Back in the year 2013, Xi Jinping the Chinese President suggested the BRI (Belt and Road Initiative), a dynamic and grand infrastructure building project that will cover a big part of Eurasia, few parts of Africa and many seas as well. But the Arctic was still left out to be a part of Beijing Plans at that time.
That left part (Arctic) comes in limelight now. An agency of Chinese government released ‘China Arctic Policy’ as shown on a white paper. This policy has outlined that how the BRI would apply to the Arctic. It reads, China will encourage its builders to develop Arctic routes and will promote its shipping entities to carryout testing tours across the sea. As the shipping routes will increase, it will help in social and economic growth of the China. It is quite clear that China shares interest with the Arctic. But the reality picture confirms that China is biggest beneficiary of the different projects of BRI.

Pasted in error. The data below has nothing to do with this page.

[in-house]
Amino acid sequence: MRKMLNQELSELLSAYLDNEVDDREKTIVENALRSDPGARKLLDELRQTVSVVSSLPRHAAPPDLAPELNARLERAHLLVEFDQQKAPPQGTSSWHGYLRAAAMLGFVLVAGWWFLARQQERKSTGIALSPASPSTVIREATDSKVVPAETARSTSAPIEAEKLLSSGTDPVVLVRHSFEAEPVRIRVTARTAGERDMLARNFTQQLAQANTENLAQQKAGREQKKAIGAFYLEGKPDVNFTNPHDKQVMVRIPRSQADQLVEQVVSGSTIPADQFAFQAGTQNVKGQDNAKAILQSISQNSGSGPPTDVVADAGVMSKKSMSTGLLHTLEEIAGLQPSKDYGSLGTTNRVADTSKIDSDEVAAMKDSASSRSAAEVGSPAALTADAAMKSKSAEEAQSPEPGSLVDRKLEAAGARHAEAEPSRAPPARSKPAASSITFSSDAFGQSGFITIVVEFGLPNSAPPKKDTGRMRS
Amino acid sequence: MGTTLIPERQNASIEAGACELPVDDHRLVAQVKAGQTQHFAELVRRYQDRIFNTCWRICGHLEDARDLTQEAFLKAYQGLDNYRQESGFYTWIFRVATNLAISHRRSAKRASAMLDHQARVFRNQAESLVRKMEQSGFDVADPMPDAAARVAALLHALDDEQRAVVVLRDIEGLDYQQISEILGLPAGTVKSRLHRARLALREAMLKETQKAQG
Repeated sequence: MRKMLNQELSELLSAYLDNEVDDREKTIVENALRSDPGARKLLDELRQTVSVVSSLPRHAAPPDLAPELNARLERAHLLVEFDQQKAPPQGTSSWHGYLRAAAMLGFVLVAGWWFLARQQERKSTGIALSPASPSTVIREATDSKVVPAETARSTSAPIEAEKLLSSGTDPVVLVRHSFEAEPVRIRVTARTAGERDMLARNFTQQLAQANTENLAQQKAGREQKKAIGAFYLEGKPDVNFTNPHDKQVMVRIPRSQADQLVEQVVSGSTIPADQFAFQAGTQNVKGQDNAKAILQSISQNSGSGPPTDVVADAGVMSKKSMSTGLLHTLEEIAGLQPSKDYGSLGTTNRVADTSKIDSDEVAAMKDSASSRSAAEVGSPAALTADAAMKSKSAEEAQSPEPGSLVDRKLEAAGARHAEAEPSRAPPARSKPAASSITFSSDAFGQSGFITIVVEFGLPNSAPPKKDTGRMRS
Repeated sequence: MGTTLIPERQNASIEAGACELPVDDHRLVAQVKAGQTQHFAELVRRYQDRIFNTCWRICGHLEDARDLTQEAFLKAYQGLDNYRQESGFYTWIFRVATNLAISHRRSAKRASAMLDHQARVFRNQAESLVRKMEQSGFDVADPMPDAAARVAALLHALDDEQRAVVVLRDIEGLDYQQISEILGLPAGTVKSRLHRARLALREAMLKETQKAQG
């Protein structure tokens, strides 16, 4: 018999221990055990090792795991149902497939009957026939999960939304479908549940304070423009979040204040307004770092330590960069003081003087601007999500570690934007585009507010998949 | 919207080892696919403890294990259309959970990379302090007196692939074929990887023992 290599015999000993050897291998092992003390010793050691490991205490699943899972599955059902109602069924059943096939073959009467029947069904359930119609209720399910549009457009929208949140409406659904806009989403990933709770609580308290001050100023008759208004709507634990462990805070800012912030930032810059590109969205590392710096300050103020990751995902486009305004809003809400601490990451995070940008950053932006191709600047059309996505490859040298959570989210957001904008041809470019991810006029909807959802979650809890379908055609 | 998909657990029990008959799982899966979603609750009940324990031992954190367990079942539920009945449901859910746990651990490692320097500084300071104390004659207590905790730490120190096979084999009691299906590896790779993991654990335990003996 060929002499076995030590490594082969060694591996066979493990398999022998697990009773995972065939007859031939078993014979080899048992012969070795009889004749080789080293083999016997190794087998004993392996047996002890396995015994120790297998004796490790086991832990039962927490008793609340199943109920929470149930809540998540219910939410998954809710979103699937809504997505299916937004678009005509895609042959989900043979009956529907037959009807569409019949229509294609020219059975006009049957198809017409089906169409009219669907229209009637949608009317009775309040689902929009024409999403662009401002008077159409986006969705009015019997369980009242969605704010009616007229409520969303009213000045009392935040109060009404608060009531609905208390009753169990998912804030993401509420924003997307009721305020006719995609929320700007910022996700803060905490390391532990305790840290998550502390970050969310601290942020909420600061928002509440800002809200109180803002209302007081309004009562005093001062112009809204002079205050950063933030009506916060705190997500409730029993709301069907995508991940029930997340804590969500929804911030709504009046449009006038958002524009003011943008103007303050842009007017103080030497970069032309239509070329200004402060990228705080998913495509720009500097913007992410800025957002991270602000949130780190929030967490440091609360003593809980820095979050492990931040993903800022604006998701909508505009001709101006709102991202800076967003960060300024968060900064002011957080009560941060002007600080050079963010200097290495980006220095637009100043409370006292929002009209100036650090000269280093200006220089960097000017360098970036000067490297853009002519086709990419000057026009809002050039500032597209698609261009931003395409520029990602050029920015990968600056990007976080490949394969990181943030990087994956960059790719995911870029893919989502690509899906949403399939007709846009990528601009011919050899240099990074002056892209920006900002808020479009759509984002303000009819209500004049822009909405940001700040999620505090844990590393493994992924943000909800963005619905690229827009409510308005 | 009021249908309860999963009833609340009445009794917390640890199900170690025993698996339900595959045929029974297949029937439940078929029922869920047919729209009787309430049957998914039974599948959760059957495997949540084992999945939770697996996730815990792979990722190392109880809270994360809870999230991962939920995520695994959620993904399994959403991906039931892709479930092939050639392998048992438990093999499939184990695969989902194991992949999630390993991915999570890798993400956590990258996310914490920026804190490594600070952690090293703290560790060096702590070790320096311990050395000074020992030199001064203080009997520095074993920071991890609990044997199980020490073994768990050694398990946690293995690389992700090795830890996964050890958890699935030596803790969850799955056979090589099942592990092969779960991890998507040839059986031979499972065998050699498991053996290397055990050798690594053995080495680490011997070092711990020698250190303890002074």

One part of the released paper tells that how China could use the potential resources of Arctic that includes fisheries and fuel in a logical and lawful manner while keeping in context with its conflicts with international laws as per to the South China Sea. Another reality that couldn’t be negated is China would not evade Russia of course which holds most of the Arctic borders.
Chinese President Xi Jinping in last July stressed its northern neighbour to build ‘Silk Road on ice’ alongside the Arctic coastline of Russia. As a part of BRI, China’s state owned Silk Road Fund solemnized a deal to buy liquefied gas plant with 9.9% stake for $1.2bn in Russia back in the year 2016. Another plant is positioned in Yamal Peninsula majority owned by Novatek Russia. China will be the mainstay customer for the produced gas from these plants.
Positive vibes emerging out of the released white paper show that China will promote Antarctic tourism that will further help the local economy to develop and will of course protect the traditional cultures and values.